There are more ways to invest $1 million than you might think. It’s smart to have a plan in place and to assess your goals for growth and risk tolerance. Of course, you’ll also want to factor in how much time you have until your anticipated retirement date. To help you prepare, we spoke to four money experts. If you actually have the cash on hand – and it’s burning a hole in your brain – you may want to consult a financial advisor directly. SmartAsset’s matching tool can help.
Step 1: Identify What You Need the Money to Do
How to invest $1 million depends a great deal on your objectives. It’s a common mistake to invest “without first understanding the purpose for the money and your personal goals and circumstances,” says Lorraine Ell, CEO and senior financial advisor at Better Money Decisions in Midland, Michigan. “If the money is to fund retirement, then making the money last becomes important. If the money is to fund college for children or to buy a house, then liquidity is more important. Both situations call for different portfolios.”
Another scenario: say you want to use $100,000 of the $1 million a year from now. “Investing any of that $100,000 in stocks would be a gamble because the timeline of when you need that money is so short,” explains Robert P. Lawson, CPA, CFP, director of wealth advisors at Vector Wealth Management in Minneapolis. In that time-frame, “the volatility for stocks is too high for you to risk losing the money.”
Earmarking the money is important exactly because of that potential volatility. Whether you want the million “to create income, grow fast or maybe pass on to the next generation, knowing your goals and strategy will help you stay disciplined,” says Jason Labrum, CFP, AIF, founder and president of Intelligence Driven Advisers in Carlsbad, California. “When you have a plan and know how it fits into the big picture, you’re more likely to keep your head no matter the environment and emotions of the day.”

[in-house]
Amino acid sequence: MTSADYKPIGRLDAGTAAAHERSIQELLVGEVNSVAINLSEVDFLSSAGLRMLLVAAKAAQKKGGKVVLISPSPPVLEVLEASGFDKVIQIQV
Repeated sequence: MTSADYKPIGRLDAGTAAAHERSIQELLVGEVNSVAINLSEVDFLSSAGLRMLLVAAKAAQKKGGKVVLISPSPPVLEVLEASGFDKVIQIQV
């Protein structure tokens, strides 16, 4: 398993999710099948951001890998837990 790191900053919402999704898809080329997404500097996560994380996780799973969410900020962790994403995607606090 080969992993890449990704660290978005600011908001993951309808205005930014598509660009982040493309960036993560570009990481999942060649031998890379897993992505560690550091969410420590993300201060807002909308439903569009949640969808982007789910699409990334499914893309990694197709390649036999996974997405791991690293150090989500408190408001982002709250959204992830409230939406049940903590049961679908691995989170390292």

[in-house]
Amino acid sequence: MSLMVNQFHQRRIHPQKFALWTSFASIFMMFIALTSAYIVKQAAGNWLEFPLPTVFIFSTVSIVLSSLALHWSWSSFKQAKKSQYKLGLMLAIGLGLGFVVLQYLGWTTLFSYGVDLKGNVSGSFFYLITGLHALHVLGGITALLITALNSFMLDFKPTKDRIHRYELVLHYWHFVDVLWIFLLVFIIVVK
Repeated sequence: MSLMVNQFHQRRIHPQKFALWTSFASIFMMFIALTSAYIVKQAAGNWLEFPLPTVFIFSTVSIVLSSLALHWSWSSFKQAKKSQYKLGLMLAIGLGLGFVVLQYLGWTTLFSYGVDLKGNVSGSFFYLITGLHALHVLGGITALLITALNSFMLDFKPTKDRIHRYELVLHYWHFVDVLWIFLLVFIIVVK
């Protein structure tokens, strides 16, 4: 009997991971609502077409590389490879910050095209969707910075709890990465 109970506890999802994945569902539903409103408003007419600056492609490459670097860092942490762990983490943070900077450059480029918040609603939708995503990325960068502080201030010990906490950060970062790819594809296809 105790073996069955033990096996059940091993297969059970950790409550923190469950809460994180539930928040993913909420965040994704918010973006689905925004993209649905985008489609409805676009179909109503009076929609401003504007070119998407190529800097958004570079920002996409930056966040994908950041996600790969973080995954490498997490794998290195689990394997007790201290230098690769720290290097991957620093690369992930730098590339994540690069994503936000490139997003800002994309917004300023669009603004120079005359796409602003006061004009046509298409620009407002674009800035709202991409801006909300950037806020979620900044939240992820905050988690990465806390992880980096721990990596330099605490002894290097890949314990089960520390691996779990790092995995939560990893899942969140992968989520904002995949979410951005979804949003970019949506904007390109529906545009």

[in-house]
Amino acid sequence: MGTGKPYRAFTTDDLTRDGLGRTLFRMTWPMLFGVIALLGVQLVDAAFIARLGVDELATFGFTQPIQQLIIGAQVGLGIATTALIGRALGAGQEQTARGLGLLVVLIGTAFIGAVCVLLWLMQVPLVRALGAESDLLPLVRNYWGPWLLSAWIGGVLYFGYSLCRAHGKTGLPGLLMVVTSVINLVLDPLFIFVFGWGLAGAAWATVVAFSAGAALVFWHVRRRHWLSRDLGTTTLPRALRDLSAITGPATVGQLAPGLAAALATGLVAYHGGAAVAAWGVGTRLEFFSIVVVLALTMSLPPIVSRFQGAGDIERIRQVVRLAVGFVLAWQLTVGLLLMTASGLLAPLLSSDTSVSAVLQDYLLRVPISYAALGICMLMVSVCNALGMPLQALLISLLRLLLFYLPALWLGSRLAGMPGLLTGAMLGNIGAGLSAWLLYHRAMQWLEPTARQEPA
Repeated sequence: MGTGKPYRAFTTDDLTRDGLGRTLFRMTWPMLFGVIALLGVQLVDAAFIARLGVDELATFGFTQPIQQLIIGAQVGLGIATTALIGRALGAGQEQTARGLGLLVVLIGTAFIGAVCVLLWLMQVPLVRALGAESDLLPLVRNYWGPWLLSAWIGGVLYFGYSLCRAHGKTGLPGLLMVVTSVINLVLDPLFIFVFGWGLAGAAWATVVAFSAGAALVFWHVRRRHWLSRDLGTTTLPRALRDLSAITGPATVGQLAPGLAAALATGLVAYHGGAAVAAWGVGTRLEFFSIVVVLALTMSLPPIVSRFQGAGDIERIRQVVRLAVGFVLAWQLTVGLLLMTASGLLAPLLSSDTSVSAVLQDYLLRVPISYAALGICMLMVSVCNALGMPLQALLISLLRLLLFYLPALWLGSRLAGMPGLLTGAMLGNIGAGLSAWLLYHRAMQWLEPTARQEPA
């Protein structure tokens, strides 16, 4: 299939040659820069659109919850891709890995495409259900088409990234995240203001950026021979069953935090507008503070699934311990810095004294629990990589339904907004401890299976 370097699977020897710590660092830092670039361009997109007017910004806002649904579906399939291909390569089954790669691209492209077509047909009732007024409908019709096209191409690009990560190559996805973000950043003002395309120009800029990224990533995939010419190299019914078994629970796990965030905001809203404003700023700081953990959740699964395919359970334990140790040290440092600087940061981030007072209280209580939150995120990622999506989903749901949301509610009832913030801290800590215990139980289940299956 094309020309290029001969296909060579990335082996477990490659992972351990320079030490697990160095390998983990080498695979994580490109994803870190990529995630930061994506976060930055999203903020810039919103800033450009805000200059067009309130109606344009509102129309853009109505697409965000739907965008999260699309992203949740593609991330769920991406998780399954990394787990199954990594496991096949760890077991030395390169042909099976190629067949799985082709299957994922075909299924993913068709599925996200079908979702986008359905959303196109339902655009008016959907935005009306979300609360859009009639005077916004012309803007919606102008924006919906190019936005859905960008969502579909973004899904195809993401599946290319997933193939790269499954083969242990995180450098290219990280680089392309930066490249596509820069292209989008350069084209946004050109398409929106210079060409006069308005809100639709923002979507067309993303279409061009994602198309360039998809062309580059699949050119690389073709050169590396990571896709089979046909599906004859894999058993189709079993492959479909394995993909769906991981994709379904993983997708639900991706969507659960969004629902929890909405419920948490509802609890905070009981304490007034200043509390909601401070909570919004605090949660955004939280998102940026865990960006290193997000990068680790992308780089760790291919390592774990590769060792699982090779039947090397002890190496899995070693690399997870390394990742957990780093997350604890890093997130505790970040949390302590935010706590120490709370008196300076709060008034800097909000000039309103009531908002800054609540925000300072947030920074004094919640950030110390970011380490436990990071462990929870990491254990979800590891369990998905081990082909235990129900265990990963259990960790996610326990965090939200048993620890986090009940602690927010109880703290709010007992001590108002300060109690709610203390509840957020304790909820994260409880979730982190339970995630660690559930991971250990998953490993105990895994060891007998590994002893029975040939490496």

Step 2: Align the Plan With an Investment Strategy
This, of course, is what financial advisors do for a living: integrate a client’s financial goals (along with his or her tax situation, income needs, risk tolerance and more) with an asset allocation and then select investments and strategies to construct a portfolio.
Generally, though, you’re choosing between stocks and bonds. The former represents more risk and growth, while the latter represents lower return for less volatility. Experts can help you determine the right mix, but the rule of thumb is that the longer your time horizon, the more into equities you should be. This is because, as Ell puts it, “you have time in the future for your accounts to rebound from market declines.”
So if you don’t need to touch the $1 million for, say, 30 or more years, you “can be very aggressive and own a high percentage of stocks versus fixed income, even 100% stocks,” says Lawson.
If that feels too risky, someone with 30-plus years to grow his or her money before retirement could do a 70/30 or 80/20 equity-to-bond ratio, suggests Ell. For someone who is 45, she says that the standard ratio is 65/35 or 60/40 allocation. And for someone who is 65, it’s 50/50 or 40/60.
Alternately Labrum, who is the author of the book “Financial Detox” and host of a radio show with the same name, believes in solving for your target rate of return and generally suggests these ratios (equity to alternative assets to bonds) by age: 90-5-5 for someone who is 30, 80-8-12 for someone who is 45 and a range of 40 to 70 in stocks for someone who is 65 with 25 in alternatives and the rest in fixed income.